“…The most notably detrimental stockings are that of the Apalachicola basin where they compete and interbreed with the native shoal bass (creating ‘spoal bass’ hybrids), and in the reservoirs of the upper Tennessee River, where they compete and interbreed with the native smallmouth population (creating ‘meanmouth bass’ hybrids)…”
“…Further hybridization with spotted bass, which was documented in 2009 by FWC biologists (Porak et al. 2009), could lead to extirpation of “pure” shoal bass.
“…It is well documented that centrarchid species will often hybridize. Of all the black bass species, spotted bass appear to be the most opportunistic and hybridization has occurred between redeye X spotted bass (Barwick et al. 2006), largemouth X spotted bass (Godbout et al. 2009) and smallmouth X spotted bass (Pierce and Van Den Avyle 1997; Koppelman 1994). Recently in Florida, shoal bass X spotted bass hybrids were discovered in the Chipola River (Porak and Tringali 2009)…”
“…Genetically, the spotted bass is more closely related to the smallmouth than any other black bass; oddly, its green coloration makes it look more like a largemouth. Coexisting populations of smallmouth and spotted bass have been known to interbreed to give hybrid offspring, bringing the biological definition of these black bass species into question…”
1973 REPORT ENTITLED “REDEYE BASS”:
The following excerpts are from the article entitled “Redeye Bass” by Gene Smith in the June 1973 edition of “FLORIDA WILDLIFE” magazine published by the then “Florida Game and Fresh Water Fish Commission”.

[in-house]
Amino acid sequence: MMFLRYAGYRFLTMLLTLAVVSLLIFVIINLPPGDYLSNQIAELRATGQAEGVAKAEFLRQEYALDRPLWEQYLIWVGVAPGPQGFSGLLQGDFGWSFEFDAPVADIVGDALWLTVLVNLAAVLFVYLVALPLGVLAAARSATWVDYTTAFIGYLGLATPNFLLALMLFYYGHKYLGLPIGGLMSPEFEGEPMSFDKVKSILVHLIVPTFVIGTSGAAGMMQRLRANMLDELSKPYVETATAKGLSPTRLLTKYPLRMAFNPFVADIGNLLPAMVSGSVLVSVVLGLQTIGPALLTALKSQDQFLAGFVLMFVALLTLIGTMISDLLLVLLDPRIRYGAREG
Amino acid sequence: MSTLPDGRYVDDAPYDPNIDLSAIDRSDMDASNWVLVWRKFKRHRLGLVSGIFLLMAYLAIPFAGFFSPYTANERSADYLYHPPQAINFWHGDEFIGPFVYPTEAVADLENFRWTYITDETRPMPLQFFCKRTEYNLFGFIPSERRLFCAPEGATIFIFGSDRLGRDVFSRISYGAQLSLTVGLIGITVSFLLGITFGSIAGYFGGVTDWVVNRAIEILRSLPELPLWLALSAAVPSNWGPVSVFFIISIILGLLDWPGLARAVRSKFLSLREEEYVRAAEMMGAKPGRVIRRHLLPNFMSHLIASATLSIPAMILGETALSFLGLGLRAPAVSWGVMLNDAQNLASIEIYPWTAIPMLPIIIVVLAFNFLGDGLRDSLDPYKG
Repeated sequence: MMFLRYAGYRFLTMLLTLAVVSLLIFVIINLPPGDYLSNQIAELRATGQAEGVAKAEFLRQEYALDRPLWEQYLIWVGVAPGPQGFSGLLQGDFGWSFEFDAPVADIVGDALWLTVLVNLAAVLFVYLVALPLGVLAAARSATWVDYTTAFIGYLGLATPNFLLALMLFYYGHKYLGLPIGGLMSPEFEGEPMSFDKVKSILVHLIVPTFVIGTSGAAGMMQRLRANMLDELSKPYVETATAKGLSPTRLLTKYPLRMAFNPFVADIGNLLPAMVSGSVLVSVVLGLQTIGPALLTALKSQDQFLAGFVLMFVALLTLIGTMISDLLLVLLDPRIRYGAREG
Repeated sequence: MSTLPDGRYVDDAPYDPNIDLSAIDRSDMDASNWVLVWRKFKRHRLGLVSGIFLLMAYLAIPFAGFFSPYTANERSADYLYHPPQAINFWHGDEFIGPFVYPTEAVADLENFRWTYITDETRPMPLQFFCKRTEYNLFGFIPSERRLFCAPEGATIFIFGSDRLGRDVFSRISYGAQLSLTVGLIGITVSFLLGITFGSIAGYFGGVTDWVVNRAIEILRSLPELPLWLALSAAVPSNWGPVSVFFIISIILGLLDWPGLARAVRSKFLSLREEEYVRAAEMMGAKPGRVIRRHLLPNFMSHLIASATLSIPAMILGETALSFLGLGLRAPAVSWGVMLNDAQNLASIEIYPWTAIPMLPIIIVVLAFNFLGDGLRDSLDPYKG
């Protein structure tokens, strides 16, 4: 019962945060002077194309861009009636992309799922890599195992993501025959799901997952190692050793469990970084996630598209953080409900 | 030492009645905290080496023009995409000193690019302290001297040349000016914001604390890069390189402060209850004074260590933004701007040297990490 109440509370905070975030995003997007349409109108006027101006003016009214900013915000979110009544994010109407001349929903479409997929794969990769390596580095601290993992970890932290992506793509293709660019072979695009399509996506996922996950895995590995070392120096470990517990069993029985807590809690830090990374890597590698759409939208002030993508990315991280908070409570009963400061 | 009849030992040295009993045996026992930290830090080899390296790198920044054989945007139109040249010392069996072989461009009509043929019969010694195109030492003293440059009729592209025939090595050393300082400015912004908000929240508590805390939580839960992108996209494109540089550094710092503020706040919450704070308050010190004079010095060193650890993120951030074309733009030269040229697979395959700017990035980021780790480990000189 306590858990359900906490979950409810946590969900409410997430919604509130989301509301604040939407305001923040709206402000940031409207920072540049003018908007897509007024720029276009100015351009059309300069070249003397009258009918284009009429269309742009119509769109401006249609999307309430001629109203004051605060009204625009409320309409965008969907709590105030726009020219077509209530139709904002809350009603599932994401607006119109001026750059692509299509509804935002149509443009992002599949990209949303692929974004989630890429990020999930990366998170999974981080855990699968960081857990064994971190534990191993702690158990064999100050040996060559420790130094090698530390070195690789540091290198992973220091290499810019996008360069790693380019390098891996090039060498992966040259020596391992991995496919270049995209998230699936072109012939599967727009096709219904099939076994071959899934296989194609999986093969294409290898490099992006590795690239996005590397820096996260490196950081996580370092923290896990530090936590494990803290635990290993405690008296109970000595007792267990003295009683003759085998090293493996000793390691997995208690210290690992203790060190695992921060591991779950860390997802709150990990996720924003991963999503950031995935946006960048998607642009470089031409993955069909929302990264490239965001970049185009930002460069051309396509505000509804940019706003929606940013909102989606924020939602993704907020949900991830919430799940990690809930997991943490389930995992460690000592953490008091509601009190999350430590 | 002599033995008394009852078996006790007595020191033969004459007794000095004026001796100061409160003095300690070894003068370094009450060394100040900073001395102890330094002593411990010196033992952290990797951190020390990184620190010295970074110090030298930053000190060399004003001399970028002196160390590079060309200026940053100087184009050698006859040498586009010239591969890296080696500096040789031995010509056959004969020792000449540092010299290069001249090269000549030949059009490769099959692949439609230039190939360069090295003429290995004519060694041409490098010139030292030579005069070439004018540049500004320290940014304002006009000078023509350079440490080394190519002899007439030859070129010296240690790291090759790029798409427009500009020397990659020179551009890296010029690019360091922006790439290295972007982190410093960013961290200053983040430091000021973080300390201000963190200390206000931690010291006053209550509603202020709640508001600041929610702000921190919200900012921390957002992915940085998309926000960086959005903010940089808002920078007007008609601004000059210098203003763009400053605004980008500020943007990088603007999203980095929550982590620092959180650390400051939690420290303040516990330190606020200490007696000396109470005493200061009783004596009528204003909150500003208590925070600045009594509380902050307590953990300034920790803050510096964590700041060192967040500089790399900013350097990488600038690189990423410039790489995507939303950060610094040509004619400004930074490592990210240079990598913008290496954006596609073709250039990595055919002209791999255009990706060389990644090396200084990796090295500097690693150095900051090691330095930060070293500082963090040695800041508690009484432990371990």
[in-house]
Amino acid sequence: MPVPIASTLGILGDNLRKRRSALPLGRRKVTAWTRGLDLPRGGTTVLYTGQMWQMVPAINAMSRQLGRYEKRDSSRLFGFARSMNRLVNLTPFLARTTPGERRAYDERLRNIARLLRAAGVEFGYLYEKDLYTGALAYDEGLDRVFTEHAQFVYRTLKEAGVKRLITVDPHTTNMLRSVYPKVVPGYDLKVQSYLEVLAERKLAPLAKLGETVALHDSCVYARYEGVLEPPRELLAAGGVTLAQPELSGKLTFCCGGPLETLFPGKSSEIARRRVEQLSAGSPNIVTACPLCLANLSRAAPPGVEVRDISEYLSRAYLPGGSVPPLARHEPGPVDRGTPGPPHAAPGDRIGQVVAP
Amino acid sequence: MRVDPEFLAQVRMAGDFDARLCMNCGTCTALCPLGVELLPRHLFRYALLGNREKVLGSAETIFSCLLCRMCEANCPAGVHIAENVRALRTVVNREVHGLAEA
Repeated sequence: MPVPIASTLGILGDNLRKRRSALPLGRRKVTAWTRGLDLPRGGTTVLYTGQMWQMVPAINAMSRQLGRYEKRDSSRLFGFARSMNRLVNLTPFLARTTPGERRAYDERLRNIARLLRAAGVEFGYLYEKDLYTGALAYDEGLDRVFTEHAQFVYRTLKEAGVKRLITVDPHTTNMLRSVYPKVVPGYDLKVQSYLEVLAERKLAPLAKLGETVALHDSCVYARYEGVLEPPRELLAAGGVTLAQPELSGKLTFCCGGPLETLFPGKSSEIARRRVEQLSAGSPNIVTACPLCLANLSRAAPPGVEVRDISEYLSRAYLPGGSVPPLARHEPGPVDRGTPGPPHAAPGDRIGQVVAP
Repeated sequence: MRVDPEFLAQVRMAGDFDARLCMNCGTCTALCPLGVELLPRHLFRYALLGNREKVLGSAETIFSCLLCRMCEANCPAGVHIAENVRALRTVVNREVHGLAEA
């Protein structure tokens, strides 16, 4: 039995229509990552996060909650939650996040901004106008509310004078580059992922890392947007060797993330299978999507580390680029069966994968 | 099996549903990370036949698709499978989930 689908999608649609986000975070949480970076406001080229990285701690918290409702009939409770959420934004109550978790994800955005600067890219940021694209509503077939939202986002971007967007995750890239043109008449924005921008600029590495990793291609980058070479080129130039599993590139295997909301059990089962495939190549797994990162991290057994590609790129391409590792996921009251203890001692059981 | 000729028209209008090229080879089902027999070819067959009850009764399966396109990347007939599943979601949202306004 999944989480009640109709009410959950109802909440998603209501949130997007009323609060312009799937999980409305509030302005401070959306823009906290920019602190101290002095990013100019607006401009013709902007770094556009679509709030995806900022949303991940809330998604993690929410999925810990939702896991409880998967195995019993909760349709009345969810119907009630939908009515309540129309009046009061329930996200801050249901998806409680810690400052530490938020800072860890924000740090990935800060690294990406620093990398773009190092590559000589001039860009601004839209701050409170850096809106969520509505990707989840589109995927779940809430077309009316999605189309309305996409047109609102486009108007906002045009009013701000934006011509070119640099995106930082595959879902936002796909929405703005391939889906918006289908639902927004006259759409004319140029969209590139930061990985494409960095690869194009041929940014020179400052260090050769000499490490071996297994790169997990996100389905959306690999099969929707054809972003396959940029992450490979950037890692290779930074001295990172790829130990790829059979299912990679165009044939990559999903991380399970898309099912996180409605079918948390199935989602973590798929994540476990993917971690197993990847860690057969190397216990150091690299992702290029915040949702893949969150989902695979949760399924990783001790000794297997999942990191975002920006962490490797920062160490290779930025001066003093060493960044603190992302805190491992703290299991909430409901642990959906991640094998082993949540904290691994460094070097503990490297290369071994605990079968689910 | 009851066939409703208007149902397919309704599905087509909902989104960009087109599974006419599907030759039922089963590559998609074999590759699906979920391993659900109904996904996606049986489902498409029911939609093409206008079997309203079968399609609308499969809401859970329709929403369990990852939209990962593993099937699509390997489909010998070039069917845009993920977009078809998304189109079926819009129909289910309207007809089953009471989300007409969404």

“Of the many fresh water game fishes of Florida, the most unique has to be the redeye bass, Micropterus coosae, a variety of black bass that, in our state, has been found just in the Chipola River, in Jackson County.
“The redeye was somewhat of a mystery fish for many years. Sport fishermen had been battling them for generations, along with plenty of largemouths, before fishery scientists became genuinely interested and collected a sufficient number of specimens to confirm the species identification, in 1956-57. Locals knew these scrappers as ‘shoal bass’ and ‘Chipola bass,’ and still call them that most of the time…”
1931 REPORT ENTITLED “SMALL-MOUTH BLACK BASS IN FLORIDA”:
The following are excerpted selections from “Small-Mouth Black Bass in Florida” an article in the Spring 1931 issue of “FLORIDA WOODS AND WATERS” which was the official magazine of the then “Florida Department of Game and Fresh Water Fish”.
“SMALL-MOUTH black bass in Florida waters? ‘As you probably know, ninety-nine people out of one hundred would be willing to bet that there are none of those fish in your State, but only the large-mouth species.’ It was Seth Briggs, Fishing Editor of Field and Stream, who wrote the foregoing to I. N. Kennedy, District Game Commissioner, who twenty-three years ago (“Ocklawahaman” calculation is 1908?) help plant this species of fish…By many the announcement of the taking of a small-mouth bass from Florida waters of greater size than ‘the biggest on record’ was greeted by the classic remark of the farmer, who looking on a giraffe in a circus menagerie said ‘thar ain’t no sech animal…”
“…In the Suwannee and Santa Fe rivers they are frequently captured…Back of these findings lies some story–almost forgotten–of the planting of ‘government bass’ as they are often called.
“That it is possible to have them in other waters of the state seems an assured fact. During the summer of 1930 the Department of Game and Fresh Water Fish planted in the Chipola river, the Wakulla, the Wacissa and the Suwannee, fingerlings of small-mouth and rock bass, obtained from a Federal hatchery…”
To view the entire “FLORIDA WOODS AND WATERS” Spring 1931 “Small-Mouth Black Bass in Florida” 2-page article, click-on the two scanned photos which should make them large enough to read.